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We used to have a dedicated server (1&1) and very infrequently ran into problems with the server having issues.

Recently, we migrated to a VPS (Wiredtree.com) with similar specs to our old dedicated server, but notice frequent problems running out of memory, mysql having to restart, etc... both when knowingly running intensive scrips and also just randomly during normal use.

Because of this, we're considering migrating to another at VPS - this time at Slicehost to see if it performs better.

My question is two fold...

Are their straightforward ways we could stress test a VPS at Slicehost to see if the same issues occur without having to actually migrate everything over?

Also, is it possible that the issues we're facing aren't just because of the provider (Wiredtree) but just the difference between a dedicated box and VPS (despite having similar specs)?

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1 Answer 1

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The best way to stress test an environment is to put it under load. If this VPS is hosting a web application, use one of the many available web server benchmark tools: ab, httperf, Siege or http_load. You don't necessarily care that much about the statistics from the tool itself, but more that it puts a predictable load on the server so that you can tune Apache to handle it, or at least not crash and burn.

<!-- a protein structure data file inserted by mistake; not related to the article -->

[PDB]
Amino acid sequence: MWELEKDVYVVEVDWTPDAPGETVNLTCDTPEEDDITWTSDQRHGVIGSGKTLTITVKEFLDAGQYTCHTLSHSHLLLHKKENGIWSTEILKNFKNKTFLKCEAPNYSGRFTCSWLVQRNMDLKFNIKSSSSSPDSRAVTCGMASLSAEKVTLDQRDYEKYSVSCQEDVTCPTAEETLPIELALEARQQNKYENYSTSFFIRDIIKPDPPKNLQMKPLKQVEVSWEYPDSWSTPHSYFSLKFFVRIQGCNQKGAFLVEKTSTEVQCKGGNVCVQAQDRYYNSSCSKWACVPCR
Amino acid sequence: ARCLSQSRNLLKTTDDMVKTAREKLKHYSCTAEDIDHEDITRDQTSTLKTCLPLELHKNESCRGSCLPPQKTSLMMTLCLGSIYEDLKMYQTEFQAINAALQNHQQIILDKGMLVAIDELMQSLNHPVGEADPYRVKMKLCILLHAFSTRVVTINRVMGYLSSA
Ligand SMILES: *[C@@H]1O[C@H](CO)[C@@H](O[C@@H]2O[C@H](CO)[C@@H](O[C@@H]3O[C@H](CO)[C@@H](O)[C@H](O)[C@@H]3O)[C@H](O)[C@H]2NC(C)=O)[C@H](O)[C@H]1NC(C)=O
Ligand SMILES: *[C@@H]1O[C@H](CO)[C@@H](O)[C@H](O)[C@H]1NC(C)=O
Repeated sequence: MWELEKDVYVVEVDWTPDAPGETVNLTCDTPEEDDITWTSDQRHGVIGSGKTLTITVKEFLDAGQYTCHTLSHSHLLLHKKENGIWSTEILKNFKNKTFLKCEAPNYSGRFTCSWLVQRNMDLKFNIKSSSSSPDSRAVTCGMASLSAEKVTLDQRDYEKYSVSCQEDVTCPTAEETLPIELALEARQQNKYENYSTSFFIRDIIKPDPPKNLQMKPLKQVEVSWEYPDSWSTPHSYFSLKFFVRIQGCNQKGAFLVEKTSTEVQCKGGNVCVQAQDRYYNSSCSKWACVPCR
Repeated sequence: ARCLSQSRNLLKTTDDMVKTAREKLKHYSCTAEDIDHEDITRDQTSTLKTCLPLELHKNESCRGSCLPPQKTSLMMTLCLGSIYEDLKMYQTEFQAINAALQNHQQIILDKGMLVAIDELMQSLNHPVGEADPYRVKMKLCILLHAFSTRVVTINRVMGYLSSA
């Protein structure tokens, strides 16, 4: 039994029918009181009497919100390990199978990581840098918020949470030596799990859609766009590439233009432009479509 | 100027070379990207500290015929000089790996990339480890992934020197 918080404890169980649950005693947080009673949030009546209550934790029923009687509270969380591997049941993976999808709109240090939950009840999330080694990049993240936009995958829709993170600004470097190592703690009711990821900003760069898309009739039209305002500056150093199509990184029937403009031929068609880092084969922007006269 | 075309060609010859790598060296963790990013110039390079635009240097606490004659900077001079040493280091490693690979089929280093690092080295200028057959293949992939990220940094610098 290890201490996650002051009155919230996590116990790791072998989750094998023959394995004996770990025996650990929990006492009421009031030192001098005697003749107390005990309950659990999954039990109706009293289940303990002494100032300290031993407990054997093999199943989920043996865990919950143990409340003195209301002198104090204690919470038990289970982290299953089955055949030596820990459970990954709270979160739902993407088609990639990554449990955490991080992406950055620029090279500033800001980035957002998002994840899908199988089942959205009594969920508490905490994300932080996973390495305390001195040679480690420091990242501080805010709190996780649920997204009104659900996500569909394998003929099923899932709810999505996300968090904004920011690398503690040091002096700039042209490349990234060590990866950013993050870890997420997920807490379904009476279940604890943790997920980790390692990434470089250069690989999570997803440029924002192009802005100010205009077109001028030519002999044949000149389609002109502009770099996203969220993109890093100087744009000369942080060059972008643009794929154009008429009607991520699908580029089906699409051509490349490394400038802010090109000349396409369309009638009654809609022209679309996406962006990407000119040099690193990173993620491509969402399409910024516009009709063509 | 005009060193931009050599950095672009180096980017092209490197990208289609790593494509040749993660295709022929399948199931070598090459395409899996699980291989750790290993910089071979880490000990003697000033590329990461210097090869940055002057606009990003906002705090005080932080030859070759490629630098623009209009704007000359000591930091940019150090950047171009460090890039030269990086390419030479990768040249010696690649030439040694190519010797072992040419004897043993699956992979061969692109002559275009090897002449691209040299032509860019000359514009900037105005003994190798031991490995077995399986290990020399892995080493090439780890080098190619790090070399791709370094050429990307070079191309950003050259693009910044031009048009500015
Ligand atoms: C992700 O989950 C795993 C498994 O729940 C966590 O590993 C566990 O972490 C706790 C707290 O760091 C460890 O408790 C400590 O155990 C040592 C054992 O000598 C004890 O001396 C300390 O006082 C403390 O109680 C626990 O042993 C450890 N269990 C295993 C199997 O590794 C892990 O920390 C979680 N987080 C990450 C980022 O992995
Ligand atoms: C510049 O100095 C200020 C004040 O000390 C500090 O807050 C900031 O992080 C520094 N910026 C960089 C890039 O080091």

The one problem you have with testing against Slicehost is that you are at the mercy of the Internet and your bandwidth to Slicehost. You may not be able to put enough load on the server to reach a meaningful conclusion.

Instead, you might find it just as valuable to run one of the many virtualization products on the market and set up a VM with comparable specs to the VPS plan you're considering. Local testing over your LAN will allow you to put a higher and more predictable load on the server.

In either case, you don't need to migrate everything, but you will need to set up an environment for your application to run in, with representative data in your database.

A VPS with similar specs to a dedicated server should perform approximately the same, but in order to get good performance, you still need to tune Apache, MySQL and any other long-lived server processes. In my experience, the out-of-the-box configuration of Apache in many Linux distributions is not ideal and will allow far too many child processes, overcommitting memory and sending the server into a swap-death spiral.

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